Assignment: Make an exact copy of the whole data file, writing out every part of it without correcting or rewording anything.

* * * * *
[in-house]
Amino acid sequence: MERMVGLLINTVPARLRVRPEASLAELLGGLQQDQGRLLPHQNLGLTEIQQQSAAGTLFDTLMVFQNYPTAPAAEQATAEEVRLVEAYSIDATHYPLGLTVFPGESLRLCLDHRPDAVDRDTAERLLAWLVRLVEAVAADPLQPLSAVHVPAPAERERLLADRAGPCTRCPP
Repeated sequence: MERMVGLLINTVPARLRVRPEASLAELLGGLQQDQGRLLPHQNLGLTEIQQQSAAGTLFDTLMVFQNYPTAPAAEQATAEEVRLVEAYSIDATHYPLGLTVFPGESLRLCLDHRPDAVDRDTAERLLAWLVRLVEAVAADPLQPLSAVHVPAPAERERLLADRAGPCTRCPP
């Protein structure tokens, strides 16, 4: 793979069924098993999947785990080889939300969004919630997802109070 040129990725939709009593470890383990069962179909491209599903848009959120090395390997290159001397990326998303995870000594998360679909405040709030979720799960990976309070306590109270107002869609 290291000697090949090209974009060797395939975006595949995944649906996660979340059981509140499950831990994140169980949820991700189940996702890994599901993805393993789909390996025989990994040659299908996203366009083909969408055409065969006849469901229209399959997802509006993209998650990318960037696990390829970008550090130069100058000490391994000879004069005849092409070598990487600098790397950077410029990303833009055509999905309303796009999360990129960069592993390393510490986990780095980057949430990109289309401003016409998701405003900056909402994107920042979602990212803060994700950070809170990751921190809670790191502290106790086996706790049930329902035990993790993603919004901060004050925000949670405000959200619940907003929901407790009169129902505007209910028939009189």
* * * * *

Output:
[in-house]
Amino acid sequence: MERMVGLLINTVPARLRVRPEASLAELLGGLQQDQGRLLPHQNLGLTEIQQQSAAGTLFDTLMVFQNYPTAPAAEQATAEEVRLVEAYSIDATHYPLGLTVFPGESLRLCLDHRPDAVDRDTAERLLAWLVRLVEAVAADPLQPLSAVHVPAPAERERLLADRAGPCTRCPP
Repeated sequence: MERMVGLLINTVPARLRVRPEASLAELLGGLQQDQGRLLPHQNLGLTEIQQQSAAGTLFDTLMVFQNYPTAPAAEQATAEEVRLVEAYSIDATHYPLGLTVFPGESLRLCLDHRPDAVDRDTAERLLAWLVRLVEAVAADPLQPLSAVHVPAPAERERLLADRAGPCTRCPP
């Protein structure tokens, strides 16, 4: 793979069924098993999947785990080889939300969004919630997802109070 040129990725939709009593470890383990069962179909491209599903848009959120090395390997290159001397990326998303995870000594998360679909405040709030979720799960990976309070306590109270107002869609 290291000697090949090209974009060797395939975006595949995944649906996660979340059981509140499950831990994140169980949820991700189940996702890994599901993805393993789909390996025989990994040659299908996203366009083909969408055409065969006849469901229209399959997802509006993209998650990318960037696990390829970008550090130069100058000490391994000879004069005849092409070598990487600098790397950077410029990303833009055509999905309303796009999360990129960069592993390393510490986990780095980057949430990109289309401003016409998701405003900056909402994107920042979602990212803060994700950070809170990751921190809670790191502290106790086996706790049930329902035990993790993603919004901060004050925000949670405000959200619940907003929901407790009169129902505007209910028939009189």